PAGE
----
Discover the Training Ship Oshoro Maru

University News | March 27, 2019

The Oshoro Maru V docked in Hakodate harbor. January 18th, 2019.

For more than 100 years, the training ship Oshoro Maru has been integral for the development of the educational and research ventures conducted by Hokkaido University’s School of Fisheries Sciences. The current ship Oshoro Maru V, completed in 2014, is one of only a handful of university-operated training ships in Japan, and can trace its roots back to the original Oshoro Maru I, a wooden schooner built in 1909. Together with the smaller training ship Ushio Maru, the Oshoro Maru V continues to provide both Japanese and international students and researchers with unique educational and fieldwork opportunities throughout the waters of the North Pacific.

The original Oshoro Maru.


The Training Ship Ushio Maru.

The first officer on the Oshoro Maru V, Naoki Hoshi, has been working onboard the ship for 9 years, starting on the now-decommissioned Oshoro Maru IV. “The Oshoro Maru V is about the same size as the IV, and can carry up to 60 students and 7 researchers,” Hoshi explains. “The research equipment is also similar, but the echo sounder onboard the V is state-of-the-art. The main design concept of the ship wasn’t to be the most modern marine laboratory, but rather a base where good research could be conducted, and equipment easily updated or exchanged.”

Oshoro Maru V First Officer Naoki Hoshi.


Hokkaido University Faculty of Fisheries Science Associate Professor John Bower.

Students and researchers are able to participate in a wide variety of voyages aboard the Oshoro Maru V, ranging from short trial experiences to 60-day trans-Pacific expeditions. In summer, there are freshman cruises, in which students spend two nights on the ship while docked and one night at sea. These cruises are open to all freshmen regardless of major. Students spend their time onboard engaging in activities like fishing and dissecting squid, collecting oceanographic samples, and bird watching, while students participating on different voyages might engage in more specialized activities based on their teachers’ research topic. One trip, dubbed the “Super Global Cruise”, is a 3-day voyage conducted entirely in English. Associate Professor John Bower from Hokkaido University’s Faculty of Fisheries Sciences has previously participated on these voyages. “Several international students, especially from Kasetsart University in Thailand, participate in the all-English voyages,” says Dr. Bower.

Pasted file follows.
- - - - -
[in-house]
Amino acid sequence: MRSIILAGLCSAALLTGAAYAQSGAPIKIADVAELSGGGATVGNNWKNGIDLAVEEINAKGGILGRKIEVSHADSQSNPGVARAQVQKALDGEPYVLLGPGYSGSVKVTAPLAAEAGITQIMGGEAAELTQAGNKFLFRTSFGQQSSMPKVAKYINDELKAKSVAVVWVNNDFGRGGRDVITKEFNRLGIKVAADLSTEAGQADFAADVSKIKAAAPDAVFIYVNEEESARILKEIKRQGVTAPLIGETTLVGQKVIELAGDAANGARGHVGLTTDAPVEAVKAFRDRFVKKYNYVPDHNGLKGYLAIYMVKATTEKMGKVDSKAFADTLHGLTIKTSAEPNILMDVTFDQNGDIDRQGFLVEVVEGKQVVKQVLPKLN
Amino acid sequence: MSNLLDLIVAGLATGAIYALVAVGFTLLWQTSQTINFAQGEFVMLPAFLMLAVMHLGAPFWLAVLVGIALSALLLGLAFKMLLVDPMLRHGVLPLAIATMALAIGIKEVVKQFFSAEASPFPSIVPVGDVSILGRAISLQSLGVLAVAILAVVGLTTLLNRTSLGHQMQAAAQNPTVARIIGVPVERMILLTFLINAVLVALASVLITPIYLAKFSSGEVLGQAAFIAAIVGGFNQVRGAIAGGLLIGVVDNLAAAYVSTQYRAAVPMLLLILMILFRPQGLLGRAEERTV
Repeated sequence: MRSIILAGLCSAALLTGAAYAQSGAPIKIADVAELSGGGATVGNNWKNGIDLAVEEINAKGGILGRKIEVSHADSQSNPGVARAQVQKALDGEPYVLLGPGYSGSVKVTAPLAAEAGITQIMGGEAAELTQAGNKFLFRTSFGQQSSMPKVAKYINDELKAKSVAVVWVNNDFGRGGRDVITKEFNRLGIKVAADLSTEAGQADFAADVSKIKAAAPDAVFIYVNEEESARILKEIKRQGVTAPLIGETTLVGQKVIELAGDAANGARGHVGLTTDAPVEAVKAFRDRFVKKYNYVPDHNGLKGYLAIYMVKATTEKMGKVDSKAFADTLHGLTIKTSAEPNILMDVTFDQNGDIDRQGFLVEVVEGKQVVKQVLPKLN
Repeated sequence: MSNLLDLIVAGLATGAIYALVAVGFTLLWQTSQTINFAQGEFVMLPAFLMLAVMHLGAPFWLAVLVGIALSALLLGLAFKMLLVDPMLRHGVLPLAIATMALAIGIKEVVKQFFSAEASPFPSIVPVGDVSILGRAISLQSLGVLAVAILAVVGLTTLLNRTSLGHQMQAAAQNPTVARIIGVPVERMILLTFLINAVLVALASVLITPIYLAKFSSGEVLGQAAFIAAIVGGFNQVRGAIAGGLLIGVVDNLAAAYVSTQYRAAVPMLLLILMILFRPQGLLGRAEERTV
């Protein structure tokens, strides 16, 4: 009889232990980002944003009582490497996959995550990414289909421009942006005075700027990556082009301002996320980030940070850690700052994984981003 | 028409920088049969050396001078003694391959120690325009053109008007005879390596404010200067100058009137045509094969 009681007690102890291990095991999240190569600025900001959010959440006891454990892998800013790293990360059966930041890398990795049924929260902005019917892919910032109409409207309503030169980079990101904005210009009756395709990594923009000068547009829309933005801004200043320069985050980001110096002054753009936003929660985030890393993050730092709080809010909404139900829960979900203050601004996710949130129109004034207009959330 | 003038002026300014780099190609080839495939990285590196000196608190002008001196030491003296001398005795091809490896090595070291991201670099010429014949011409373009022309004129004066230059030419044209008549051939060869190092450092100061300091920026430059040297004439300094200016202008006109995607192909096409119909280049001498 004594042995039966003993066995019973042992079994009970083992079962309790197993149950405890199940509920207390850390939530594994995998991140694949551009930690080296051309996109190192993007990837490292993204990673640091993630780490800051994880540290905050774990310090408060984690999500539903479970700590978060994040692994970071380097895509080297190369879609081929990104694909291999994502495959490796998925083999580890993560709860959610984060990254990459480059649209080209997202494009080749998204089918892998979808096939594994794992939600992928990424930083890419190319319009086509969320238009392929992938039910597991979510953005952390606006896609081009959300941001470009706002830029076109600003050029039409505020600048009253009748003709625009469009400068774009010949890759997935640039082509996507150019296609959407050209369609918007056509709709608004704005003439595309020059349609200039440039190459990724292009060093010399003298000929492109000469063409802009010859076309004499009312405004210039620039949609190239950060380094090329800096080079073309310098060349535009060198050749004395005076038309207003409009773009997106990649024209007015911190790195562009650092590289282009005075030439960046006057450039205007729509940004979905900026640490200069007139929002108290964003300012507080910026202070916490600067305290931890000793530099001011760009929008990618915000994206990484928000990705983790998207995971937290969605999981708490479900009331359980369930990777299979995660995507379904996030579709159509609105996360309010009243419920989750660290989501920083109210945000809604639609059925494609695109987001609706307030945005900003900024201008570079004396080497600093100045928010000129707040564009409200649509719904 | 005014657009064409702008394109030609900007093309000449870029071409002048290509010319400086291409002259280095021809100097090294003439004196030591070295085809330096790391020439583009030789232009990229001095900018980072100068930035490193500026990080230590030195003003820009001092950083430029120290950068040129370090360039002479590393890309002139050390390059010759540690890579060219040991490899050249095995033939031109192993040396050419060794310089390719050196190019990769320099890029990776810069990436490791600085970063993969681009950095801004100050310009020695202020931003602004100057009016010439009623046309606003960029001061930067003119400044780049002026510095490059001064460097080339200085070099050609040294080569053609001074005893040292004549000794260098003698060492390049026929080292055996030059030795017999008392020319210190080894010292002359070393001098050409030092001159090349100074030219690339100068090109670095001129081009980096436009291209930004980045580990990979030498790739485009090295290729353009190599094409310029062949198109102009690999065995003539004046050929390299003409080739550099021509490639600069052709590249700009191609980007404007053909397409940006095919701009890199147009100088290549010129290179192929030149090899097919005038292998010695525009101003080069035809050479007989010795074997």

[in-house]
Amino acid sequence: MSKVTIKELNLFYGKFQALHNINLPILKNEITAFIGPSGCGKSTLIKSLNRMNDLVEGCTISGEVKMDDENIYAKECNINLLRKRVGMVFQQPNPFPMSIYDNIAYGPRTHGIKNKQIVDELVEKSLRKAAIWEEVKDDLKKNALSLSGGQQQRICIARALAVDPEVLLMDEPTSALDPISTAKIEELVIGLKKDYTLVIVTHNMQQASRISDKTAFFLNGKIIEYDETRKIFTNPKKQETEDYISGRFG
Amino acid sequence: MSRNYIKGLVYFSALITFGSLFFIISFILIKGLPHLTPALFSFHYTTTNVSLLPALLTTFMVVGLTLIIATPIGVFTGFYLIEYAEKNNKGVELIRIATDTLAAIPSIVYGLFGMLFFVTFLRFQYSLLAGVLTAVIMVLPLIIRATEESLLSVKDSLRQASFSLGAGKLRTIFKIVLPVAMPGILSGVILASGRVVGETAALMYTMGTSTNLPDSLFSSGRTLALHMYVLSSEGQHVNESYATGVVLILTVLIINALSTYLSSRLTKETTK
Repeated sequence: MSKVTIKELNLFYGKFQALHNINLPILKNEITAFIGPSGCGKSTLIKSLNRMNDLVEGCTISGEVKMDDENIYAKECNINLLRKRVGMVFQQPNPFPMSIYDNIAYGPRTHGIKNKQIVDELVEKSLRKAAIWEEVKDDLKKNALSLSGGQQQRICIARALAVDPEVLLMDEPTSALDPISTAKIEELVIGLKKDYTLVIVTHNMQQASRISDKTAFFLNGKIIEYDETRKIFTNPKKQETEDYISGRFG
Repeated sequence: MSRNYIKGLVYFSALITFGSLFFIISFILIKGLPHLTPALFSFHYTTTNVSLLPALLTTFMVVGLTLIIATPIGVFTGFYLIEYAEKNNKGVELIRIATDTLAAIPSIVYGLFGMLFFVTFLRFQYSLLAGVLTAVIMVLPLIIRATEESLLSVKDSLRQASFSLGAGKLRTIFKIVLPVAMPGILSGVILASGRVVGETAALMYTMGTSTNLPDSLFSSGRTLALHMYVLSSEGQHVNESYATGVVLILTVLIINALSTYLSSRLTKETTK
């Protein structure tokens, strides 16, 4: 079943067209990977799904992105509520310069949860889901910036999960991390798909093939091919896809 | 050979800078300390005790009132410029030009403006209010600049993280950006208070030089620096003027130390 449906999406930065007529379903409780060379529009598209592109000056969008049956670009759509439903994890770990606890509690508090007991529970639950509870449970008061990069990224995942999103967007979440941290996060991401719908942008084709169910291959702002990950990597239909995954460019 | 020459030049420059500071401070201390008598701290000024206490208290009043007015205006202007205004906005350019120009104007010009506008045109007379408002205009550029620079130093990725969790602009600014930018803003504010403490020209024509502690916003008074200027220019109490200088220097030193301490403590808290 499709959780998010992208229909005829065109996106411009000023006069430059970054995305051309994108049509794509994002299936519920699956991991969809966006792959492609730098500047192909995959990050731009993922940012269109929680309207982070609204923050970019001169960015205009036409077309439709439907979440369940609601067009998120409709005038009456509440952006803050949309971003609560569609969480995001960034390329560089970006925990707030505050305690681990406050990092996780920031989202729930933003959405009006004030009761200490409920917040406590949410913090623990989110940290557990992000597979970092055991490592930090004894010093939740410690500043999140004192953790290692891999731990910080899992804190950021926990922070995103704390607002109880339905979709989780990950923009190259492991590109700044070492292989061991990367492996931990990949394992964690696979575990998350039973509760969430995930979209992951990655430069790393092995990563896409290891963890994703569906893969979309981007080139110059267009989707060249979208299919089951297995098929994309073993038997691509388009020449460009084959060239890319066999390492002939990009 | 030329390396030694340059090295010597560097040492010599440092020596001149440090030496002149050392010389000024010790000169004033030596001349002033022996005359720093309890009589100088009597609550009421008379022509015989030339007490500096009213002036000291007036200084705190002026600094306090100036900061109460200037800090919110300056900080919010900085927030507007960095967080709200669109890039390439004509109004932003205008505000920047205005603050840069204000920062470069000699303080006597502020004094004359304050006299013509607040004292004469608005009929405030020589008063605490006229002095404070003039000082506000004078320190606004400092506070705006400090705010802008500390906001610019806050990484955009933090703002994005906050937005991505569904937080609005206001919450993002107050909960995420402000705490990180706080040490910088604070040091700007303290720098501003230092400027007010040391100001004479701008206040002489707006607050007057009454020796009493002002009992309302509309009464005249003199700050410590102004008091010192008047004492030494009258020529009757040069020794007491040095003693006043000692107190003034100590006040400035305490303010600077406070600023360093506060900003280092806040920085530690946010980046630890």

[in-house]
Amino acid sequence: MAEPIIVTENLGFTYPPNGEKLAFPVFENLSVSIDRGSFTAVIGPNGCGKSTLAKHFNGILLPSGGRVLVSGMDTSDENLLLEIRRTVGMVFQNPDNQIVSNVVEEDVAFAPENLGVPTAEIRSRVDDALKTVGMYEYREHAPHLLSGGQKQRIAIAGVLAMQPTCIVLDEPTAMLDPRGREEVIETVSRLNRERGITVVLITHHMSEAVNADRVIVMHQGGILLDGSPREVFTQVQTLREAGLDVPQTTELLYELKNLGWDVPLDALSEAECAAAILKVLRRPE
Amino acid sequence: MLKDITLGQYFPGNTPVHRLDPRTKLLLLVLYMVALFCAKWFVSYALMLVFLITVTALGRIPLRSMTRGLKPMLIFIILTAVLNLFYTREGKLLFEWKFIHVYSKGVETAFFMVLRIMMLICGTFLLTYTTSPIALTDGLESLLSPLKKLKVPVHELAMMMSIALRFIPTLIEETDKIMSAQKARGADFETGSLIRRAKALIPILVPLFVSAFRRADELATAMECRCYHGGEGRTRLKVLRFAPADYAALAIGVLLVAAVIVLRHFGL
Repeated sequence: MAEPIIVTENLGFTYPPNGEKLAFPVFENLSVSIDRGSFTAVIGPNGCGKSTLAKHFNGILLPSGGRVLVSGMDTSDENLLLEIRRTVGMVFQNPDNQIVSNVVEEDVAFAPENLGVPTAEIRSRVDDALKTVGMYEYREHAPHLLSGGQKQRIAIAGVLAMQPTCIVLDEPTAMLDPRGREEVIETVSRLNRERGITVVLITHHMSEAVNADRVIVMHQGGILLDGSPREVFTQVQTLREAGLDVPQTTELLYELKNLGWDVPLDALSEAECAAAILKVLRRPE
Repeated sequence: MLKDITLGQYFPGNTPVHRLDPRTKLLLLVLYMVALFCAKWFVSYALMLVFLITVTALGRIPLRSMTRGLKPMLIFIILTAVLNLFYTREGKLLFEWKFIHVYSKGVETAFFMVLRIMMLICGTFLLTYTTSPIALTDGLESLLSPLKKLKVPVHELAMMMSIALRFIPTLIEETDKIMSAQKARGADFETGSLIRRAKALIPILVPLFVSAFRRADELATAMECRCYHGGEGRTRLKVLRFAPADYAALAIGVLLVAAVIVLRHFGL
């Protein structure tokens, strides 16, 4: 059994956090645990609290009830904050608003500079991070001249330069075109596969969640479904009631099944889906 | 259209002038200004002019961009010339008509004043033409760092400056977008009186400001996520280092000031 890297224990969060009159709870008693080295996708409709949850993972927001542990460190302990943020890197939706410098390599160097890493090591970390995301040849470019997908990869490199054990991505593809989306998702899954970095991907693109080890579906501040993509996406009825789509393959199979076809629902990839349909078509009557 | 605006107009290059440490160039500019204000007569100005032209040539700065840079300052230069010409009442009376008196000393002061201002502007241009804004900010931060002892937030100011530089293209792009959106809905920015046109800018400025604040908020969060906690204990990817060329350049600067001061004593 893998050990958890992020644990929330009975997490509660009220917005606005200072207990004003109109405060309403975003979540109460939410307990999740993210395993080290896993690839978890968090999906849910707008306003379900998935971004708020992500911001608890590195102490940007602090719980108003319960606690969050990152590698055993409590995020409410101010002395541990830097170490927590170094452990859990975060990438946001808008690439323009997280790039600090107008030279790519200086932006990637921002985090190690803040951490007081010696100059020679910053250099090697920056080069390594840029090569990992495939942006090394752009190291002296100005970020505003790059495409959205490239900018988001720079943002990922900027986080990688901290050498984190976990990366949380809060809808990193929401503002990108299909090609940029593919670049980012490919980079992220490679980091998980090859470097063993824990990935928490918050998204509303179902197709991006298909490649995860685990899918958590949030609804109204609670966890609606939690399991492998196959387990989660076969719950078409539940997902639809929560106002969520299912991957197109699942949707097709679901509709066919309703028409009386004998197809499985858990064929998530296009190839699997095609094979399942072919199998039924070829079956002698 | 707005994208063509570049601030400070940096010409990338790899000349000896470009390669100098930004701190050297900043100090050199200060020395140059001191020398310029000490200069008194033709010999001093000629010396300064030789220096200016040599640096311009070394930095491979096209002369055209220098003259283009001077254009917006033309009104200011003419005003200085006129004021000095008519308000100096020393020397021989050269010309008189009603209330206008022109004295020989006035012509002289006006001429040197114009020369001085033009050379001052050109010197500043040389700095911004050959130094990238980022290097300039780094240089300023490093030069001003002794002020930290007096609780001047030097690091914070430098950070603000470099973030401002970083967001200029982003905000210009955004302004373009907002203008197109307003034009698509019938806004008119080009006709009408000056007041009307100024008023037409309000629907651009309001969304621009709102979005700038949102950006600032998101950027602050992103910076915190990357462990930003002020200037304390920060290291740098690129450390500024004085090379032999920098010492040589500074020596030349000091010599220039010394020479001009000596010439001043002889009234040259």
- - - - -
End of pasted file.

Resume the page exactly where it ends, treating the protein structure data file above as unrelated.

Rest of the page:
International students also participate on a 60-day excursion that takes the Oshoro Maru from its home port in Hakodate northward through the Bering Sea, usually making stops in places like Dutch Harbor, Alaska, and Seattle, Washington. “Students will usually spend half of the trip supporting their teachers’ research, conducting activities ranging from collecting sea water to observing whale pods,” says First Officer Hoshi. “The other half of their trip is spent doing ship training activities.”

Navigation and other equipment located on the bridge of the Oshoro Maru V.

The “Training Ship” designation is an important one for both the Oshoro Maru and the Ushio Maru, as it ensures that the focus of the ships is placed squarely on the educational experience of the student sailors, and not necessarily the various research experiments conducted onboard. “There used to be a one-year program meant to train students to become naval officers,” explains Dr. Bower. “This program no longer exists, but the title of “Training Ship” remains.” As one of the few ships designated for this purpose in the country, the Oshoro Maru will occasionally be used by Japanese students and researchers from outside Hokkaido University. 

For many students, participating on one of the Oshoro Maru’s excursions will contain many firsts: the first time being without phone or internet access for extended periods of time, the first time being exposed to a 24-hour work cycle needed to maintain a ship, and the first time creating their own “house rules” and guidelines for living with others. “Students sometimes share a room with up to 6 people, and once the voyage is underway there really is no way out, which can be challenging for students,” says First Officer Hoshi. “They are also in charge of creating their own rules for their rooms, which for many may be the first time they have had that type of freedom. When I was a student aboard the Oshoro Maru IV, we had the freedom to handle our own living situation, and the staff on the ship now do our best to maintain that situation for current students as much as possible.”  

Student cabins can hold up to 6 students at a time, while researcher cabins sleep 2.


A line of life-vests hanging inside a hallway on the Oshoro Maru V.

Despite the specialized scientific and seafaring skills that students learn on an ocean voyage, some of the main skills that students are able to hone at sea are much more universal. For First Officer Hoshi, these skills are also important. “One aspect of learning on the ship is how to handle yourself when things don’t go according to plan. Training on the ship isn’t only for technical skills, but also learning how to cooperate effectively. We may one day reach a technological point when we can all do our jobs independently of each other, but as of now we still rely on others and must learn to cooperate. Students can learn this on the Oshoro Maru.”

The Oshoro Maru V at sea.

More information on about the Oshoro Maru and Ushio Maru can be found at the Hokkaido University School of Fisheries Sciences website.

Written by Tyler Tannert

Photography by Dr. Katrina-Kay Alaimo